From a more global perspective, Perry Levine, director business development – product portfolio at Siemens Industry, encourages such overall “big bite” integration projects and says that having the ability to tie multiple disciplines, i.e. access control, video, intrusion, etc., into a single security management platform has many benefits. All of these disparate devices are additional data points and, when brought together, provide complete situational awareness while maintaining business continuity beyond traditional security…a single user sign-on and permissions simplifies the interoperability, as well as ease of use, when all of these devices are data objects on the single solution.

At Children’s Hospital Los Angeles, the plan's success depended on a layered approach.

 

Layered Security

The hospital system secures all points of entry for employees or deliveries via proximity card readers and video. Employees present an ID badge to enter. A second layer secures critical areas such as the surgery suite, public elevators, stairwells and staff and patient transfer elevators. 

“All elevators have card readers,” observes Gonzalez. “During the day we leave them open for visitors to use to get to patient floors.  After visiting hours, card readers are activated automatically and only parents who have visitor badges can access those floors.”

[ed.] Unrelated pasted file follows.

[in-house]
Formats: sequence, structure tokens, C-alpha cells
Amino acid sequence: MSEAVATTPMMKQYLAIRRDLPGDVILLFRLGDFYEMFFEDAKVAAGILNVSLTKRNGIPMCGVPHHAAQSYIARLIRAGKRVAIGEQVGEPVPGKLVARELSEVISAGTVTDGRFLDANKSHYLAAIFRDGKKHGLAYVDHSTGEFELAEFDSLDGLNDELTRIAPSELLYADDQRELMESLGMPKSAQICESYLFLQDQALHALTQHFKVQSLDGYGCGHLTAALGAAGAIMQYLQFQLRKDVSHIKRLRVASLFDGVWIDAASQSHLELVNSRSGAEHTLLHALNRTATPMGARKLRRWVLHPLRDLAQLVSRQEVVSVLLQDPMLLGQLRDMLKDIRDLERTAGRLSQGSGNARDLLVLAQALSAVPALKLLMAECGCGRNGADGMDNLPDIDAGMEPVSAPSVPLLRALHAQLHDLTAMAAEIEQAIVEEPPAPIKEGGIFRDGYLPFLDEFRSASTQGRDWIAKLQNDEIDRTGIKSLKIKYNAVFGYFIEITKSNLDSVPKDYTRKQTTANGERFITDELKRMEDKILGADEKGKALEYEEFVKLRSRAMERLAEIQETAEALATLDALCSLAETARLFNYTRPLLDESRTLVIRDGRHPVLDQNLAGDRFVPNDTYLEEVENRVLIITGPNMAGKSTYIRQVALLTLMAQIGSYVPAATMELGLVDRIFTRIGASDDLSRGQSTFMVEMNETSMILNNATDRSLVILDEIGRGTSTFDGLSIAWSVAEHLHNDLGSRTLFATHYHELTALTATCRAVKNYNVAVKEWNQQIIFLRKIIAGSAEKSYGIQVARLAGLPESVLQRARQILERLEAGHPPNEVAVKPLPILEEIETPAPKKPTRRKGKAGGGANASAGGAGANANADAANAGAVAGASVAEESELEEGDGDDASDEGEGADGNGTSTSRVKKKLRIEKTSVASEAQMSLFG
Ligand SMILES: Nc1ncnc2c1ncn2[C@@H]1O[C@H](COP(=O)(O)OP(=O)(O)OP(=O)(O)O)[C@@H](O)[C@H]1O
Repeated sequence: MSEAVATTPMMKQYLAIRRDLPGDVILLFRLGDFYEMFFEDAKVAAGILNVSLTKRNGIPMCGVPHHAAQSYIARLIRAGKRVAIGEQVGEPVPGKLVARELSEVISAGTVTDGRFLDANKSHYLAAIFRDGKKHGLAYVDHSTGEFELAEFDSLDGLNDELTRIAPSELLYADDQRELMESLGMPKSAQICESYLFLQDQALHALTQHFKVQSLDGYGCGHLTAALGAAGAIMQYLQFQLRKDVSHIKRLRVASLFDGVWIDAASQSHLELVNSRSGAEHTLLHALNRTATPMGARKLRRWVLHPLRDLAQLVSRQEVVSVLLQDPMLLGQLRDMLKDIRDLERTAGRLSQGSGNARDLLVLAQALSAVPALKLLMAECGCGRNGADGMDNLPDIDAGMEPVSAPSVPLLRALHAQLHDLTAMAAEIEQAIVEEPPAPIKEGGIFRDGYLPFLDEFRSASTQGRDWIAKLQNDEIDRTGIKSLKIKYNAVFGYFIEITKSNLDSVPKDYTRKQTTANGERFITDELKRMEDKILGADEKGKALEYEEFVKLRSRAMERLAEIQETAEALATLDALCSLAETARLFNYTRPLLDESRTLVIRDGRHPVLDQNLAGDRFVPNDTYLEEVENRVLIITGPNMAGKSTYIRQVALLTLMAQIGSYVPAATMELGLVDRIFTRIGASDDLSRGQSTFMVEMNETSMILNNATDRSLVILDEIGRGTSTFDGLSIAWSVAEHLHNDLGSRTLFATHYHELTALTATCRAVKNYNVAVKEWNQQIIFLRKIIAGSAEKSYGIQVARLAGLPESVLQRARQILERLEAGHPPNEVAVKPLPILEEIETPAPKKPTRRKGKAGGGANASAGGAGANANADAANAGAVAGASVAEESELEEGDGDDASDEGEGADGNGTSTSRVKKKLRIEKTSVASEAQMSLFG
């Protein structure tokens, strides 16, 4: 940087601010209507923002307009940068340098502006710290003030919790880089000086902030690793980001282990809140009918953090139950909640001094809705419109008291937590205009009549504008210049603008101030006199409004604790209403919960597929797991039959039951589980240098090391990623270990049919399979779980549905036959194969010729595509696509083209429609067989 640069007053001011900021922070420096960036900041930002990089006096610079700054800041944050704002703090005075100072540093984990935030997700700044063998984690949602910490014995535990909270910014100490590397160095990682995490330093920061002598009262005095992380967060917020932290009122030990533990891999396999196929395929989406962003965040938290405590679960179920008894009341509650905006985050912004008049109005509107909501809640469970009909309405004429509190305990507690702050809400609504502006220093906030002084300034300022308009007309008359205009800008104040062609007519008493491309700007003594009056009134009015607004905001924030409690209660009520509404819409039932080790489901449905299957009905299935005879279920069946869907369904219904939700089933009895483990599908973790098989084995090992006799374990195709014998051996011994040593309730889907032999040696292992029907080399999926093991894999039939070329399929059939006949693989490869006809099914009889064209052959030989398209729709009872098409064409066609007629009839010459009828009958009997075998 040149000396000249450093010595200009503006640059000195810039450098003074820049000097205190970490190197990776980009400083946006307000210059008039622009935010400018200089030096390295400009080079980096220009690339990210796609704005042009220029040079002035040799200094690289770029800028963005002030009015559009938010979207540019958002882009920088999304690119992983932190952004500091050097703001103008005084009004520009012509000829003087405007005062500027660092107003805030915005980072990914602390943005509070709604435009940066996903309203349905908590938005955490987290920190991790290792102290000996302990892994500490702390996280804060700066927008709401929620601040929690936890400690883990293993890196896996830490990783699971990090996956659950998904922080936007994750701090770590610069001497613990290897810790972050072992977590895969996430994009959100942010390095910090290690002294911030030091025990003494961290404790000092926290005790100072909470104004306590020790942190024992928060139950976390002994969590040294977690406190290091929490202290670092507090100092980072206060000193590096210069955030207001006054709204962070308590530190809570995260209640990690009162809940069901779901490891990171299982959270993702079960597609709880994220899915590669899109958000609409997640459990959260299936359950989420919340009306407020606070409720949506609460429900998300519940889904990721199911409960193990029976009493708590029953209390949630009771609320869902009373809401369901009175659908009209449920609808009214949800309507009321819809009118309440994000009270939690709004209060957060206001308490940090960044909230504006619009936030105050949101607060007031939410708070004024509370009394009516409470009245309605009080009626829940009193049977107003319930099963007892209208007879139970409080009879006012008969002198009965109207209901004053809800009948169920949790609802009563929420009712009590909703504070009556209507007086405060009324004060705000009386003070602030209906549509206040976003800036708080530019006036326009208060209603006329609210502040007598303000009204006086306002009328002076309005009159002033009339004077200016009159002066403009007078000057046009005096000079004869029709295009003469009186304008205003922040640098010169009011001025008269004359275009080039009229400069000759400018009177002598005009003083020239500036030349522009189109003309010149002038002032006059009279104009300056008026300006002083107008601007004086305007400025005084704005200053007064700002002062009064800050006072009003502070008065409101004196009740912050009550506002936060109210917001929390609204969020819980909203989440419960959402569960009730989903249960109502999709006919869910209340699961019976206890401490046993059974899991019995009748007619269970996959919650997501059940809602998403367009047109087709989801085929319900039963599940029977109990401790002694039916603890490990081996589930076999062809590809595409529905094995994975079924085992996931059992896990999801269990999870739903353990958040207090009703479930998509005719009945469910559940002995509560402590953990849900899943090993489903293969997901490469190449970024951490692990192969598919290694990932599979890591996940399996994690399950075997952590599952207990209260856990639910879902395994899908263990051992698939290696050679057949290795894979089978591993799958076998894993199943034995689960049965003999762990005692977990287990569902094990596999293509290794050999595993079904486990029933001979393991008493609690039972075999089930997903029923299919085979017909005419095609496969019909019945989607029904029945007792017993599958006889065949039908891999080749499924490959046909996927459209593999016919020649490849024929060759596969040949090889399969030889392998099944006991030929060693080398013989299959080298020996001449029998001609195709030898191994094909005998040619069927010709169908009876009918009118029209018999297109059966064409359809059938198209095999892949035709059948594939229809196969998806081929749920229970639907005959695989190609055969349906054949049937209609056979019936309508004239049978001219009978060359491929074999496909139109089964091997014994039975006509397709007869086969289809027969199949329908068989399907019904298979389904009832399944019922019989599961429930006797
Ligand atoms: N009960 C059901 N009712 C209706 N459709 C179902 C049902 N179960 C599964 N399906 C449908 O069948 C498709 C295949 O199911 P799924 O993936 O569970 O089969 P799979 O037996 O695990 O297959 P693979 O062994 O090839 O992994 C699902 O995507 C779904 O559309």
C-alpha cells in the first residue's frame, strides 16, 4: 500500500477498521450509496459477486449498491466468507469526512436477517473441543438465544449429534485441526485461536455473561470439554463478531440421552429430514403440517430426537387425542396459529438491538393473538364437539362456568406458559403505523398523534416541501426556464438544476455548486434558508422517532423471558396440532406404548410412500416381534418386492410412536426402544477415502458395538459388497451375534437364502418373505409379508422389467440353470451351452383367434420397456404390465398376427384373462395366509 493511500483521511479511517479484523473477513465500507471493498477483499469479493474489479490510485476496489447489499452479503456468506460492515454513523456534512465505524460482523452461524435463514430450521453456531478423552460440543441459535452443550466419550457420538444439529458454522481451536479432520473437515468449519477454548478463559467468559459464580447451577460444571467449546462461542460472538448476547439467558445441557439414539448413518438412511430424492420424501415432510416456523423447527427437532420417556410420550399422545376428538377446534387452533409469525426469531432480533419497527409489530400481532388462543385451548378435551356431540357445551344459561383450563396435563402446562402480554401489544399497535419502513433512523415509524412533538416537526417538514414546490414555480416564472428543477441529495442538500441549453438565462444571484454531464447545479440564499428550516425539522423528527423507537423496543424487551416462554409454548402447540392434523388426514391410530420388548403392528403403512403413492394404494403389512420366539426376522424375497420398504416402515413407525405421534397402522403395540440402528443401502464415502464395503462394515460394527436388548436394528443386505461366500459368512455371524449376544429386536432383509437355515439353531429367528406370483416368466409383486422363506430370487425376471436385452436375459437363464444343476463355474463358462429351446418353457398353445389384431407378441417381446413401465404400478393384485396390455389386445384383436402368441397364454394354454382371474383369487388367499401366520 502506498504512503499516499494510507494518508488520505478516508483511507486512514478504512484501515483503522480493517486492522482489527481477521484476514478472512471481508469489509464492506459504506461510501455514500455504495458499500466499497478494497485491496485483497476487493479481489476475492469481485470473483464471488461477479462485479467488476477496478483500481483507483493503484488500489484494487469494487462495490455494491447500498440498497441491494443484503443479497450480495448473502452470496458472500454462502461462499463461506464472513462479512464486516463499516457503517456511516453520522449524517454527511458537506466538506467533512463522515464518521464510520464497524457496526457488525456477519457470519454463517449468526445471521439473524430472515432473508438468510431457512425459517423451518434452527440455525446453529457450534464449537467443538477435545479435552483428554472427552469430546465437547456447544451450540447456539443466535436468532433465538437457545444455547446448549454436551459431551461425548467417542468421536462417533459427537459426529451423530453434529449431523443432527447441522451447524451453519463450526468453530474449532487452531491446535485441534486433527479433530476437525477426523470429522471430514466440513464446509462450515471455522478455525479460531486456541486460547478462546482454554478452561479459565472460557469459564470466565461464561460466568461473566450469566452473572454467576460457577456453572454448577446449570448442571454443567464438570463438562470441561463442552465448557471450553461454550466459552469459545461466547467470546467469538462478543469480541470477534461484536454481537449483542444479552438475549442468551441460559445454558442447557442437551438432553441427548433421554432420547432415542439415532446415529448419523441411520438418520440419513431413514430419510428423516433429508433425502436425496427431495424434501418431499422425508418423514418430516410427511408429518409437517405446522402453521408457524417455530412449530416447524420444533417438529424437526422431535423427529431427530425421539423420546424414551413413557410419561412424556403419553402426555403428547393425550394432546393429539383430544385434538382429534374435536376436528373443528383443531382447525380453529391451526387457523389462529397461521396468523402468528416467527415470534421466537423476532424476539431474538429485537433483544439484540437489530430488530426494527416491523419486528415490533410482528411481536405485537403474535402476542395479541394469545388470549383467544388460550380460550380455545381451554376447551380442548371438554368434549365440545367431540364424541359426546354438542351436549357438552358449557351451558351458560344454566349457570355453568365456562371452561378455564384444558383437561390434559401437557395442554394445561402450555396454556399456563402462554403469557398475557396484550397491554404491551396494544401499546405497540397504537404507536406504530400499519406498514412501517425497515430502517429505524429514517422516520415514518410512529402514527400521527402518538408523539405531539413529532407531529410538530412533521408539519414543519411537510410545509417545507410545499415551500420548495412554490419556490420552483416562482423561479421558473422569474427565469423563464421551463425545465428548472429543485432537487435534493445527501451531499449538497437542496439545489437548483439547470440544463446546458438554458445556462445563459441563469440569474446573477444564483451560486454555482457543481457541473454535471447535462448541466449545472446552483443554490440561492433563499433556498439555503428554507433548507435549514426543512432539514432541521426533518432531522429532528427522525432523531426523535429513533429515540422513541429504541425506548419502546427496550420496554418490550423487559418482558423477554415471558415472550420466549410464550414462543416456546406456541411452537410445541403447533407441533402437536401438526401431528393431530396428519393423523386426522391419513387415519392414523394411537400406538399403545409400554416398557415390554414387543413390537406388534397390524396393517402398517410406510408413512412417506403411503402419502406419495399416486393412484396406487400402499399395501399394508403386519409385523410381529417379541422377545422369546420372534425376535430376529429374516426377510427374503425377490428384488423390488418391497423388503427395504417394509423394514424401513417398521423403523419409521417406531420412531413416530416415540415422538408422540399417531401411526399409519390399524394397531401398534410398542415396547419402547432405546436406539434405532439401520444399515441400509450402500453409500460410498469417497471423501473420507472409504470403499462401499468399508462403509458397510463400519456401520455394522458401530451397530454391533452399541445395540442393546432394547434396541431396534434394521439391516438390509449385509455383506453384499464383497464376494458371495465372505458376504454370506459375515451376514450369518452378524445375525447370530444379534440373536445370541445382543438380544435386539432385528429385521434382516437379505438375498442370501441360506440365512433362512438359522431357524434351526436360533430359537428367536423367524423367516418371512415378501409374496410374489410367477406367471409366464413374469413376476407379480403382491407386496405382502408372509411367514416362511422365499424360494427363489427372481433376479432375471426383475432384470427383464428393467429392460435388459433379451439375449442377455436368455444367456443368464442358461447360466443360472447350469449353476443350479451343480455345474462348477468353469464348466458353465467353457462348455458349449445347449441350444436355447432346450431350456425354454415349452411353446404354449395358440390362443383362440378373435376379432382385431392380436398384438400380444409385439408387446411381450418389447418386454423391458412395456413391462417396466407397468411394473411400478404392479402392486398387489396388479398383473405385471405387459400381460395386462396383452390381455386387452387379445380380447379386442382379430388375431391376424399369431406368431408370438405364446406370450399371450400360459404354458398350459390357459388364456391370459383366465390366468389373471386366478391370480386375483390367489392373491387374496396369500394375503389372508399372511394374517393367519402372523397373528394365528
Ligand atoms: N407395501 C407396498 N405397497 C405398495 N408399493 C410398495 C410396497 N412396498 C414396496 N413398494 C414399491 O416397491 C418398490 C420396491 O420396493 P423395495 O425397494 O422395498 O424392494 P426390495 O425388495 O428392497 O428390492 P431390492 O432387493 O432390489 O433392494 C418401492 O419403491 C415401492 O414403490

A third layer: “Pharmacies and drug supply rooms have card readers to protect them,” adds Arzoumanian.  Medication dispensing machines tightly control the drugs.  “A person needs not only approved access to use these machines by hospital management, but access to the room where they are stored.”

Higher risk areas need a card swipe plus iris biometrics to enter. The retina scanner integrates with access platform, so if someone attempts to gain access who shouldn’t, an alarm sounds. 

           

That Completeness Thing

Whether a new system or an upgrade, however, completeness makes a difference.

Shawn Reilly, director of security and chief of police at Greenville S.C. Hospital System (GHS), who may have thought he was seeing double or more, and he was right.